What an injury taught me about self-empowerment

It’s the little things, as simple as being able to tie on a ponytail in the mornings, that empower us to take on the day.

Liubov Burakova | Stocksy United

In a quick snap of time I fell. My right shoulder cracking against a granite counter, leaving me sprawled on the floor with a dislocated shoulder, broken bone and nerve damage. I was, temporarily at least, without the use of my right arm. It would be months before I would manage to lift a glass of water to my lips, let alone pull a shirt over my head or drive a car. But I discovered that one of the more debilitating side effects of my injured shoulder wasn’t so much the driving, or cooking, or various other activities I could no longer do, it was my inability to make a simple pony tail.

Just a few days after my accident, still at home with ice and pain killers, I was annoyed by limp hair on my neck and frizzy strands in my face. I handed the black pony tail holder I typically wear around my wrist, now useless to me, to my husband. “You have got to put my hair up for me,” I whined. “It’s driving me crazy.” Teaching him to brush my hair up into a basic pony tail was like trying to teach a toddler to tie his shoelaces for the first time. Suddenly this simplest of jobs seemed complicated and unnatural. It was frustrating to take a casual movement—done thousands of times without thought by me over the years—and break it down into clinically instructional steps. Still, my husband did his best to emulate my left-handed, lame instructions. The result was a mess—off-center, and both too loose and too tight—with pieces of wayward hair clumped painfully in the band.

Lacking the physical ability to sweep my hair up was more than just a vain annoyance; it left me feeling oddly powerless about life in general. What had this accident done to me?”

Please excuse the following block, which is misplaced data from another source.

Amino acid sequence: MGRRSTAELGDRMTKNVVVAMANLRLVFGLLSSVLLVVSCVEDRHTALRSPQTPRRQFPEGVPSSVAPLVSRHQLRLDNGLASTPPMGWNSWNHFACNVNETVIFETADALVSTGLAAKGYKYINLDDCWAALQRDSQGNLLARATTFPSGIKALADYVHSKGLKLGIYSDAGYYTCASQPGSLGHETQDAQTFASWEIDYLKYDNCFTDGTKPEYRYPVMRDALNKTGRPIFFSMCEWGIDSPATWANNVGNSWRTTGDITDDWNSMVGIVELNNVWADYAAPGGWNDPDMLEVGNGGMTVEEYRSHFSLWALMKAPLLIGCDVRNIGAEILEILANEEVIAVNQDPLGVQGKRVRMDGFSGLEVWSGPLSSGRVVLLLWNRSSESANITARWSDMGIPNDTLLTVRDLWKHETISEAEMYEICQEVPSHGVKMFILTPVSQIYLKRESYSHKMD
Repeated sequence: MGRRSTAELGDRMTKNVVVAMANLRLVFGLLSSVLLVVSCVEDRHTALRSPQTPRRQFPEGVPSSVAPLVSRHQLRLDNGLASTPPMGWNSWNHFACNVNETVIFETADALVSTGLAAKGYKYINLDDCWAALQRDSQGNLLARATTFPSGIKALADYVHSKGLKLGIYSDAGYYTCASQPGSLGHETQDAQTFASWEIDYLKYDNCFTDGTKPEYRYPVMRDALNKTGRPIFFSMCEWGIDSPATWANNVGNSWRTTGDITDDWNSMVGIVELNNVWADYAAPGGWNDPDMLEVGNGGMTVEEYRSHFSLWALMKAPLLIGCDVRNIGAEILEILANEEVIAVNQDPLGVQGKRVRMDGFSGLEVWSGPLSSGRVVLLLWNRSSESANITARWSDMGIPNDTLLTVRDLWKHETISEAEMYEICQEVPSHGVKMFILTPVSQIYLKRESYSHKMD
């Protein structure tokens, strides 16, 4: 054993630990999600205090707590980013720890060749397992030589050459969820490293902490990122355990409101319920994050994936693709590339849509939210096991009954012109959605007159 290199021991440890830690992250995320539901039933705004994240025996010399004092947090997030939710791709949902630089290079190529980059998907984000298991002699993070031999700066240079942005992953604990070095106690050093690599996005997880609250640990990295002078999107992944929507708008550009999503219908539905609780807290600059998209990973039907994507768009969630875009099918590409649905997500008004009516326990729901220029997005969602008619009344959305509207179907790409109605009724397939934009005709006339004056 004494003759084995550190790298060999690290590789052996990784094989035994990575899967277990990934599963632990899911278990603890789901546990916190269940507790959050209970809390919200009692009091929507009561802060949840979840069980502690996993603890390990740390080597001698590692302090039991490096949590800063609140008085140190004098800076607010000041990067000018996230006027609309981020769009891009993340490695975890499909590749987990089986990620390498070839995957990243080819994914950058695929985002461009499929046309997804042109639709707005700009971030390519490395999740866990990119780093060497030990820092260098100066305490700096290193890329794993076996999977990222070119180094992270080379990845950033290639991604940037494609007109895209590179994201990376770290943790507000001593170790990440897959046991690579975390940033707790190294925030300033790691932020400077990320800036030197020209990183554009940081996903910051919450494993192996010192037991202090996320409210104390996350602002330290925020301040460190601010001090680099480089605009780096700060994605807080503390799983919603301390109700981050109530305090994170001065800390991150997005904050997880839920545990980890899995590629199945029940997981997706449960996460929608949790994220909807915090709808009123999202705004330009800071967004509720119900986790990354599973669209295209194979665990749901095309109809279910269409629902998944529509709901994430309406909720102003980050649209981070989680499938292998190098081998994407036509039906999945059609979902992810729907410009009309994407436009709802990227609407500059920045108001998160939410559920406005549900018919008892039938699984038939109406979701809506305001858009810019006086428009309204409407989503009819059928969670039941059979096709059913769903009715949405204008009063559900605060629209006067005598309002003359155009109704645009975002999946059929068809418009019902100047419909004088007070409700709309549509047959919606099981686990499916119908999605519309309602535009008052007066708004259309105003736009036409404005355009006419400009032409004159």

Next, I approached my son. Unfortunately, because he does not sport a trendy man bun, he was not in practice either. But he gamely tried his best for me, alternately brushing, grabbing and then dropping sections of my hair, and finally getting the band stuck on his own wrist before giving up. If I had been smarter, I would have approached strange mothers of young girls on the street. I am guessing any practiced mom worth her salt could have probably accomplished a pony for me with deftness, even if I were running away from her.

Lacking the physical ability to sweep my hair up and twirl it one, two, three times around with a holder, was more than just a vain annoyance; it left me feeling oddly powerless about life in general. What had this accident done to me? When the doctor told me that my convalescence could take a year or more, I knew I should feel encouraged and grateful that recovery was in the offing, but instead I felt out of control and weak. I had to ask others to cut my food for me. I needed help putting on my coat. I couldn’t carry the groceries. My ponytail powerlessness embodied all of that, perhaps because this hairstyle is one of the first ways a young girl says, “I am an independent force to be reckoned with!”